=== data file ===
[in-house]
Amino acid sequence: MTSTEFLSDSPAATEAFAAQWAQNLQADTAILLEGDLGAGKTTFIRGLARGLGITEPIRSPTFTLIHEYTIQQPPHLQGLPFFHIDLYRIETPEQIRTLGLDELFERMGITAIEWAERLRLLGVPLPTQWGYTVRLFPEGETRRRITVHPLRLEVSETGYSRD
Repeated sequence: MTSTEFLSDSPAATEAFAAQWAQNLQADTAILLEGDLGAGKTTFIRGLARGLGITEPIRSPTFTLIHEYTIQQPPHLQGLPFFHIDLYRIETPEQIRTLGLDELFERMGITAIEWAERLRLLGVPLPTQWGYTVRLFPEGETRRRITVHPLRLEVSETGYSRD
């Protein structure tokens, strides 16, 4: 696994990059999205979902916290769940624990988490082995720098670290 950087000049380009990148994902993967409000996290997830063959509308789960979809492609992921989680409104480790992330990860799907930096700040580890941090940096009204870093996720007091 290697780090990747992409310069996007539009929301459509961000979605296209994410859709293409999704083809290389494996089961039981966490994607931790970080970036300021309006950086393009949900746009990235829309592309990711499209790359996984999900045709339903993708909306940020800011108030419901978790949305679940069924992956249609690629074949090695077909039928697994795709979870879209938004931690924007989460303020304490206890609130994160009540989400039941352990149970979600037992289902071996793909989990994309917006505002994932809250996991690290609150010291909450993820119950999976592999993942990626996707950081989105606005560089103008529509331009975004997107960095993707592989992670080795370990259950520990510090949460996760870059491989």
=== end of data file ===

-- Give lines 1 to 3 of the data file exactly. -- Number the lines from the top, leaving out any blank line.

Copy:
[in-house]
Amino acid sequence: MTSTEFLSDSPAATEAFAAQWAQNLQADTAILLEGDLGAGKTTFIRGLARGLGITEPIRSPTFTLIHEYTIQQPPHLQGLPFFHIDLYRIETPEQIRTLGLDELFERMGITAIEWAERLRLLGVPLPTQWGYTVRLFPEGETRRRITVHPLRLEVSETGYSRD
Repeated sequence: MTSTEFLSDSPAATEAFAAQWAQNLQADTAILLEGDLGAGKTTFIRGLARGLGITEPIRSPTFTLIHEYTIQQPPHLQGLPFFHIDLYRIETPEQIRTLGLDELFERMGITAIEWAERLRLLGVPLPTQWGYTVRLFPEGETRRRITVHPLRLEVSETGYSRD